A massive wildfire in Oregon that has forced thousands of residents to evacuate and turned the sky orange may have been stoked by downed power lines operated by Portland General Electric.
- Firefighters reported downed power lines helped expand an already out of control wildfire that is turning the sky orange in Oregon, according to a report from Oregon Public Broadcasting.
The electric utility company acknowledged in a statement it received unconfirmed reports that heavy winds and debris damaged electric equipment it operates, which may have sparked a number of fires that helped contribute to the already burning Santiam wildfire.
Shares of Portland Gas Electric traded down as much as 16% in Thursday trades to $31.96.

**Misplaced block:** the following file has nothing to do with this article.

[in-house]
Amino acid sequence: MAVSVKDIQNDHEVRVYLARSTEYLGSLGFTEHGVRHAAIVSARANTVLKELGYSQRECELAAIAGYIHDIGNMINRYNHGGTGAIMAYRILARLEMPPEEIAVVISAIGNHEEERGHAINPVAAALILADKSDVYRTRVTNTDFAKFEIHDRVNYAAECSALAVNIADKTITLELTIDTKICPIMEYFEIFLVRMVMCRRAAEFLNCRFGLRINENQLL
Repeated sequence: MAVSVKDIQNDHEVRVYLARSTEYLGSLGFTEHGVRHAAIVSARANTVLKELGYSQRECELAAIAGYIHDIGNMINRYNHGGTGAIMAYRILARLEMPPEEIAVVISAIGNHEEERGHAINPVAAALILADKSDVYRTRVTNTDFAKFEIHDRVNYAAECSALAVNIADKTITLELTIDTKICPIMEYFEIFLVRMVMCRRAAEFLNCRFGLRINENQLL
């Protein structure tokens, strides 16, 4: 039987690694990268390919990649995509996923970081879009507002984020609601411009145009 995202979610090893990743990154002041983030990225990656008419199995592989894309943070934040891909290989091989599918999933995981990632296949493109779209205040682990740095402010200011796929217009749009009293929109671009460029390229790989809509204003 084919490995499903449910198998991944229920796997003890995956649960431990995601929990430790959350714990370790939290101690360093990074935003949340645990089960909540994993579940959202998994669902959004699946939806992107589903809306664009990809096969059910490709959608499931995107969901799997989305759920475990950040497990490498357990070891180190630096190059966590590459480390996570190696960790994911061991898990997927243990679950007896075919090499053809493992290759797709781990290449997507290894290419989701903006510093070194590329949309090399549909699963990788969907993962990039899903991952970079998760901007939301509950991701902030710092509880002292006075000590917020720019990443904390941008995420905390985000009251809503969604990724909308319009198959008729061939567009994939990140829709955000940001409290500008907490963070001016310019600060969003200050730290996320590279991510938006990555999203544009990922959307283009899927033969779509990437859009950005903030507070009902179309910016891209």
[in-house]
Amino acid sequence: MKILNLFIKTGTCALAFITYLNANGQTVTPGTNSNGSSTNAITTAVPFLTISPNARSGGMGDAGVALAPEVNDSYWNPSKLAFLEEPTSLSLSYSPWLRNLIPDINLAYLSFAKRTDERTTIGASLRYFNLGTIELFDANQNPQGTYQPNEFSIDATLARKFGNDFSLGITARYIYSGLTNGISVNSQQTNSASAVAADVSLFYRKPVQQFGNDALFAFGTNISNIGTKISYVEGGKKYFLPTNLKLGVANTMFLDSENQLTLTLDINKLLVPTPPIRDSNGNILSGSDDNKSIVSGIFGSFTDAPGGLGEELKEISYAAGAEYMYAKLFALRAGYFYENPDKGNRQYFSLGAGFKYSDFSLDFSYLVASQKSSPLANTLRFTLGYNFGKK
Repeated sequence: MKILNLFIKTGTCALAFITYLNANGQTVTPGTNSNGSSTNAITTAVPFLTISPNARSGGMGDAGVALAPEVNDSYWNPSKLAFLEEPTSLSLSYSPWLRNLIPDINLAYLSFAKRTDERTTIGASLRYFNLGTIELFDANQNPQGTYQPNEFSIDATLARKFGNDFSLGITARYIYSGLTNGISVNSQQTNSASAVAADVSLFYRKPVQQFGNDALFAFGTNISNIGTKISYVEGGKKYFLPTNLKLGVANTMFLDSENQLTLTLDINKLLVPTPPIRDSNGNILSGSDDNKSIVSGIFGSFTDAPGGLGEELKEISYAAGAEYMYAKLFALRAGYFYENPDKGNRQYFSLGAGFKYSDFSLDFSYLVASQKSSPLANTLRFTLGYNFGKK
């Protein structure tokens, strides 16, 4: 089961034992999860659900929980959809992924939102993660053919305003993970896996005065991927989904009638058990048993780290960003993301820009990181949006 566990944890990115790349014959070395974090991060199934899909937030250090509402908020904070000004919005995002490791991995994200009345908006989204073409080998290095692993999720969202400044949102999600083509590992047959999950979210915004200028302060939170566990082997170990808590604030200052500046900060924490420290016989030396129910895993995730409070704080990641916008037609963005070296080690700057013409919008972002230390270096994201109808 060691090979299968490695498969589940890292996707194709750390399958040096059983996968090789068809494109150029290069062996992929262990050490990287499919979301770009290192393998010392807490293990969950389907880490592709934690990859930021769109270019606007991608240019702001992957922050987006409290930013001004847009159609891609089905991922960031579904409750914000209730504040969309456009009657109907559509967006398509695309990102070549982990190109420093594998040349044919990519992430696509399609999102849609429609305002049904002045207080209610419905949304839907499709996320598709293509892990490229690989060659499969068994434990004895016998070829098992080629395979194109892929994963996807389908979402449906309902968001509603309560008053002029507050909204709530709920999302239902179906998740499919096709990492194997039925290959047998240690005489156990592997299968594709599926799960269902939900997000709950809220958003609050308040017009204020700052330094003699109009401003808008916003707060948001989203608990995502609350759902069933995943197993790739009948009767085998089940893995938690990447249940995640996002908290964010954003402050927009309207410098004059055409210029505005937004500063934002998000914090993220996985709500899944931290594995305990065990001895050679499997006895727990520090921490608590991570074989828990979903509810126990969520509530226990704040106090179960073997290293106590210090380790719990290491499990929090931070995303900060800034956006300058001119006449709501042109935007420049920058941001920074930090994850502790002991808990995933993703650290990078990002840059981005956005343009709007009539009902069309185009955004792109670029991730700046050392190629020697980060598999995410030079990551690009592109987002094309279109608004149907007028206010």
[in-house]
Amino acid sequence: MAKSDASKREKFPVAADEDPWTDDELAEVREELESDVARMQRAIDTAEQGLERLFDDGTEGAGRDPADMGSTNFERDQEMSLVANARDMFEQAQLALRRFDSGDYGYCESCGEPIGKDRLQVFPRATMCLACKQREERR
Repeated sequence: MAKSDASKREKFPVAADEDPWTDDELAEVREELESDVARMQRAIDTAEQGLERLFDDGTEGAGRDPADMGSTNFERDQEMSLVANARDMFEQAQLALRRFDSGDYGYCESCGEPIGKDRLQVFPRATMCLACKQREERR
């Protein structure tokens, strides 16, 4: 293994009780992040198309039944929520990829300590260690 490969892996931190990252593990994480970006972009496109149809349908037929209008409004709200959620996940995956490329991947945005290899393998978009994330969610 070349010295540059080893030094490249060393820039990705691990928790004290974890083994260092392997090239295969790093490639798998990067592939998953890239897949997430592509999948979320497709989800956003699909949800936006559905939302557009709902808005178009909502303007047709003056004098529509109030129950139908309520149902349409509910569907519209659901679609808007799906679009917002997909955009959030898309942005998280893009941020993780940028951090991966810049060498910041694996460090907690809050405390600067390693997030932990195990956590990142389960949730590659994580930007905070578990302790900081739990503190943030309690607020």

The Santiam wildfire has spread to 159,000 acres and forced thousands of residents to evacuate towns that are dotted along the Route 22 highway, according to reporting from Oregon Public Broadcasting.
The fires are located just one hour southeast of Portland, and have contributed to turning the sky orange, a phenomenon also seen in San Francisco and other parts of northern California over the past couple of days due to unrelated wildfires.
Heavy winds on Monday and Tuesday contributed to power outages for more than 150,000 PGE customers, and likely led to the downed powerlines cited as a potential spark of the growing wildfire.
“PGE is receiving unconfirmed reports that some fires in the region may have been started by electrical equipment affected by heavy winds and debris. We are working alongside community leaders and emergency responders to fully assess each situation and outage to understand the circumstances,” the company said.
PGE is not to be confused with California-based PG&E, or Pacific Gas and Electric,which also suffered a severe decline in its stock price after it was found liable for sparking a number of devastating wildfires in California throughout 2018 and 2019.